My Turn: The difference between science and political science

Among the PhD signatories to the recent claim of “science” and “data,” (“We Expect Better” published June 25) most have been front-line aquarium trade defenders for decades, some generating many thousands in grant and taxpayer dollars to “mitigate the damage of this destructive extraction.” At least one is a licensed aquarium collector. Another, Ivor Williams, presented a status report on Maui some years ago. He took three minutes to dismiss the case for banning the aquarium trade, calling that approach “emotional.” He took two hours to describe all “the work” being done on “data management” of the trade. DLNR sponsored the visit. Mitigation funding exceeds reported gross revenue of trafficking in reef wildlife.

In a 2006 “Sea Talk” in Kona, several of these doctors coined a euphemism for reef species in steep decline or vanished: “Species of concern.” DLNR describes teardrop butterfly fish at Puako as “experiencing a 100% decline.” Isn’t that the same as gone? Or does “data” preclude unpleasant conclusion?


Utter hokum has prevailed, and the collectors are still out there, poaching with the blessing and protection of DLNR. Chairwoman Suzanne Case has never wavered in defending aquarium extraction and pulled the rug on the Hawaii Supreme Court when it ruled for injunctive relief — to stop issuing aquarium permits, pending this environmental review. Case eliminated the need for aquarium collector permits, allowing collectors to continue without permits, defying the spirit and intent of the court. “It’s been litigated,” she said, after the Circuit Court decision and the Intermediate Court of Appeals decision. Yet she scoffed at the Supreme Court ruling.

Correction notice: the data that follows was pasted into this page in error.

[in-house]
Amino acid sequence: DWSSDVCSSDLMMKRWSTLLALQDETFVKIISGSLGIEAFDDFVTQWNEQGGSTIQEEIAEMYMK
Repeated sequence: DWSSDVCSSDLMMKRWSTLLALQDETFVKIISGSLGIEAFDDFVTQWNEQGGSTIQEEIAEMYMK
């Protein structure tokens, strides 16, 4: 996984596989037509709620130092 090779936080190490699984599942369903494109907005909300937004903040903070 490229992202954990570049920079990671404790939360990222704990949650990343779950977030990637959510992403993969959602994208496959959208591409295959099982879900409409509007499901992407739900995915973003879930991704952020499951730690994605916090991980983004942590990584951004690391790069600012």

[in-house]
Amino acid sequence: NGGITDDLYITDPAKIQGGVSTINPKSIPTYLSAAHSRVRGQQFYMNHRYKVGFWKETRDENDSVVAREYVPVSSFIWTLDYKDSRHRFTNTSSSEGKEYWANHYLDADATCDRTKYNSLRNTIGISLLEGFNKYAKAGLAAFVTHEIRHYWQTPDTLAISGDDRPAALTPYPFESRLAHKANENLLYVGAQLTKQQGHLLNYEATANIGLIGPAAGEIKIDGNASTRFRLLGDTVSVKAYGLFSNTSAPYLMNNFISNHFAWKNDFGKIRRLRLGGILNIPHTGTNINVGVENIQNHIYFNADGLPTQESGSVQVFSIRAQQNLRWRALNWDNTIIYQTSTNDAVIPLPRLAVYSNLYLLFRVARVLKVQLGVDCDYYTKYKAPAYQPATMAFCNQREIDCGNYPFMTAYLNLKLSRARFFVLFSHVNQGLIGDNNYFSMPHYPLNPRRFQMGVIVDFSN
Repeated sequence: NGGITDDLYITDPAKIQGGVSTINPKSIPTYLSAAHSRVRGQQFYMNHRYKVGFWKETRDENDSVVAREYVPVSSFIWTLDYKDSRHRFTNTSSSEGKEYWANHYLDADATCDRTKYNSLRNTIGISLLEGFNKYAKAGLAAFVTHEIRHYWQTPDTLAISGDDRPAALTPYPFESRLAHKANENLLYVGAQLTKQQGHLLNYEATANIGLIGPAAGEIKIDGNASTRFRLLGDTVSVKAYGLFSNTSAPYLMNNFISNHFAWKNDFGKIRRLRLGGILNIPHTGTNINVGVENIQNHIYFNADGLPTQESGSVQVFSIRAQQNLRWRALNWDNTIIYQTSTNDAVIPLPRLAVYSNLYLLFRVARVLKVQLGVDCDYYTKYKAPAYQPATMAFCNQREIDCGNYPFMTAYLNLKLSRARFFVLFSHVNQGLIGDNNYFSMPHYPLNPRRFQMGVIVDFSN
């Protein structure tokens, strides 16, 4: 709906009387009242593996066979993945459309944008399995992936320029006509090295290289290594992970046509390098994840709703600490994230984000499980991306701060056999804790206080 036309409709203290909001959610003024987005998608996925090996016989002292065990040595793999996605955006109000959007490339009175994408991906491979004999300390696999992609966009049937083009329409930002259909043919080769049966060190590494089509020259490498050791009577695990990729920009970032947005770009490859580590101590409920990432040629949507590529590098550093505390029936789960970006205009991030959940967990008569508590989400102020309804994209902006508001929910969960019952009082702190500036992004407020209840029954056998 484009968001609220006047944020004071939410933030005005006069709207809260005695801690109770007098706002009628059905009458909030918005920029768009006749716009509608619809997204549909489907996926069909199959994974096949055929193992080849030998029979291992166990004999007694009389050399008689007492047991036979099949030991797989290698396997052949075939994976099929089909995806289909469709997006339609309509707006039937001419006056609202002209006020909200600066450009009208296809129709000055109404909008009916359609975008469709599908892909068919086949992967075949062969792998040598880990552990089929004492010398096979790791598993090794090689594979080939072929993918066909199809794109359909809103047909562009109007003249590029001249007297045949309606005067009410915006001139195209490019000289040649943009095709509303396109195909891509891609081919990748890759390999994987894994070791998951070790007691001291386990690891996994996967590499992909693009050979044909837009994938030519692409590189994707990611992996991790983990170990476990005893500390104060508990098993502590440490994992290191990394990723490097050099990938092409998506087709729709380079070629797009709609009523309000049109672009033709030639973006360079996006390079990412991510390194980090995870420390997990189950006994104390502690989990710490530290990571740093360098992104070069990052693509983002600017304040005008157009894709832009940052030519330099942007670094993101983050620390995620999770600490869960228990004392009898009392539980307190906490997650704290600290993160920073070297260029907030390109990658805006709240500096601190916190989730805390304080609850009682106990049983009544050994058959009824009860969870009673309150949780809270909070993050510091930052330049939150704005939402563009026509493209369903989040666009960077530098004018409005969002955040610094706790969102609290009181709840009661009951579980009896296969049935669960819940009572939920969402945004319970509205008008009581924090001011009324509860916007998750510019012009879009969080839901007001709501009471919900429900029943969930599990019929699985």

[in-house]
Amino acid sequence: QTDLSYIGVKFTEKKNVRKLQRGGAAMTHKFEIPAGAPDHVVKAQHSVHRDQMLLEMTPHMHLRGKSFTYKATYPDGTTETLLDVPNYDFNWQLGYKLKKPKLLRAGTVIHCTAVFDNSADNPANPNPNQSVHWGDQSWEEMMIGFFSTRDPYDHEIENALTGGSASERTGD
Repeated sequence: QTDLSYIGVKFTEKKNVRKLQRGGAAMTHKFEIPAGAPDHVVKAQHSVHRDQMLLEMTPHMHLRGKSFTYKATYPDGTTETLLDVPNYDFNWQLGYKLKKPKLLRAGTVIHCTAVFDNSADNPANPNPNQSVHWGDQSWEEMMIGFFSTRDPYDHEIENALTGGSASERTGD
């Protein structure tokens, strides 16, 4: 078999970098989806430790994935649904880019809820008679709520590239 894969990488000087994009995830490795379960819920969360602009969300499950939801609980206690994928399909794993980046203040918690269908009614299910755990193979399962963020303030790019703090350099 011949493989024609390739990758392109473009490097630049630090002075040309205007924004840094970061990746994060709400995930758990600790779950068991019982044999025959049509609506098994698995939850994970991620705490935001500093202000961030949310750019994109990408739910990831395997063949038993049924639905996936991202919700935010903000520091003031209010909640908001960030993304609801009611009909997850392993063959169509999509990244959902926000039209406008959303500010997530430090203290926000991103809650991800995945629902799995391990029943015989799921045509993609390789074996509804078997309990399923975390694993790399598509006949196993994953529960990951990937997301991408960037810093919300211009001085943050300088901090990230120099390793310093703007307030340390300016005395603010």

Why did she vote against the Pet Industry Joint Advisory Council’s environmental assessment? She retained PIJAC. She’d seen the review. She understood its basis in supporting a mainland pet trade. Ah! She got caught out, politically speaking. Kudos to Board of Land and Natural Resource members for feeling the will of the people of Hawaii, as this board was originally mandated to do.

The late, great Ruth Gates PhD, most often described as “Hawaii’s foremost expert on coral reef health,” said, “DLNR has a built-in bias on the aquarium issue and will not grant our permits that we need to do our work, if we speak out against them.”


The overwhelming testimony against the pet trade environmental review reflects the precise will of Hawaii people — the Big Island and all of Hawaii: No aquarium trade in Hawaii! Note the exclamation points! They are emotional! The people of Hawaii embrace science, not “science,” not political mush meant to propagate more of the same bad stuff to make a few bucks for a few people. Big tobacco had “data.” Big pharma has “data.” Hawaii is a reef community, above and below sea level. We embrace our reef ohana and will strive to protect them and their habitat from commercial extraction.

Robert Wintner is a resident of Kihei, Maui, and owner of Snorkel Bob’s locations in Kailua-Kona and South Kohala.